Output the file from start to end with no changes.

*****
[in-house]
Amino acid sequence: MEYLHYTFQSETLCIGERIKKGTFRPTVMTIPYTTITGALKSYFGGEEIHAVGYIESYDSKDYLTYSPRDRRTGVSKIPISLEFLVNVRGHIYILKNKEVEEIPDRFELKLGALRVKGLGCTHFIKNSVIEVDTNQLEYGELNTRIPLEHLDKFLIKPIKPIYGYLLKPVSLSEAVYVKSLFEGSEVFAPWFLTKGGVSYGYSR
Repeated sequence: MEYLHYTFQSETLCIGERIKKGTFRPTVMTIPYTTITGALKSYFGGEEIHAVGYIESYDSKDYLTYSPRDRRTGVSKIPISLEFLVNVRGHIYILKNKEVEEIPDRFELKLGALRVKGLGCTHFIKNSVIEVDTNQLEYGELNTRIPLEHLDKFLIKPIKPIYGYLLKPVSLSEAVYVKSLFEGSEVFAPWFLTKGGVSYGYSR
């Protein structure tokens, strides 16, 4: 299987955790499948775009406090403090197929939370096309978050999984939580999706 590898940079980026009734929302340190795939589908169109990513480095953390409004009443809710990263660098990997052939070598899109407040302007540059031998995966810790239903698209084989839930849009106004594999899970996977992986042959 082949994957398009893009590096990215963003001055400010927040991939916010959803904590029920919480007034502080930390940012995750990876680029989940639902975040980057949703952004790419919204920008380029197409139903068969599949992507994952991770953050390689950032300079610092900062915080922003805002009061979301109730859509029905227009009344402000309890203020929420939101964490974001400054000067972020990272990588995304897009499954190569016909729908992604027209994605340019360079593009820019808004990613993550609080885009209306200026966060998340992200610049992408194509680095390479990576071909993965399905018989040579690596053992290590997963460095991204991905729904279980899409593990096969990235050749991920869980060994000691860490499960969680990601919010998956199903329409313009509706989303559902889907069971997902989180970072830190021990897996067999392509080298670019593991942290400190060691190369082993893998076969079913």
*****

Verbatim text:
[in-house]
Amino acid sequence: MEYLHYTFQSETLCIGERIKKGTFRPTVMTIPYTTITGALKSYFGGEEIHAVGYIESYDSKDYLTYSPRDRRTGVSKIPISLEFLVNVRGHIYILKNKEVEEIPDRFELKLGALRVKGLGCTHFIKNSVIEVDTNQLEYGELNTRIPLEHLDKFLIKPIKPIYGYLLKPVSLSEAVYVKSLFEGSEVFAPWFLTKGGVSYGYSR
Repeated sequence: MEYLHYTFQSETLCIGERIKKGTFRPTVMTIPYTTITGALKSYFGGEEIHAVGYIESYDSKDYLTYSPRDRRTGVSKIPISLEFLVNVRGHIYILKNKEVEEIPDRFELKLGALRVKGLGCTHFIKNSVIEVDTNQLEYGELNTRIPLEHLDKFLIKPIKPIYGYLLKPVSLSEAVYVKSLFEGSEVFAPWFLTKGGVSYGYSR
């Protein structure tokens, strides 16, 4: 299987955790499948775009406090403090197929939370096309978050999984939580999706 590898940079980026009734929302340190795939589908169109990513480095953390409004009443809710990263660098990997052939070598899109407040302007540059031998995966810790239903698209084989839930849009106004594999899970996977992986042959 082949994957398009893009590096990215963003001055400010927040991939916010959803904590029920919480007034502080930390940012995750990876680029989940639902975040980057949703952004790419919204920008380029197409139903068969599949992507994952991770953050390689950032300079610092900062915080922003805002009061979301109730859509029905227009009344402000309890203020929420939101964490974001400054000067972020990272990588995304897009499954190569016909729908992604027209994605340019360079593009820019808004990613993550609080885009209306200026966060998340992200610049992408194509680095390479990576071909993965399905018989040579690596053992290590997963460095991204991905729904279980899409593990096969990235050749991920869980060994000691860490499960969680990601919010998956199903329409313009509706989303559902889907069971997902989180970072830190021990897996067999392509080298670019593991942290400190060691190369082993893998076969079913």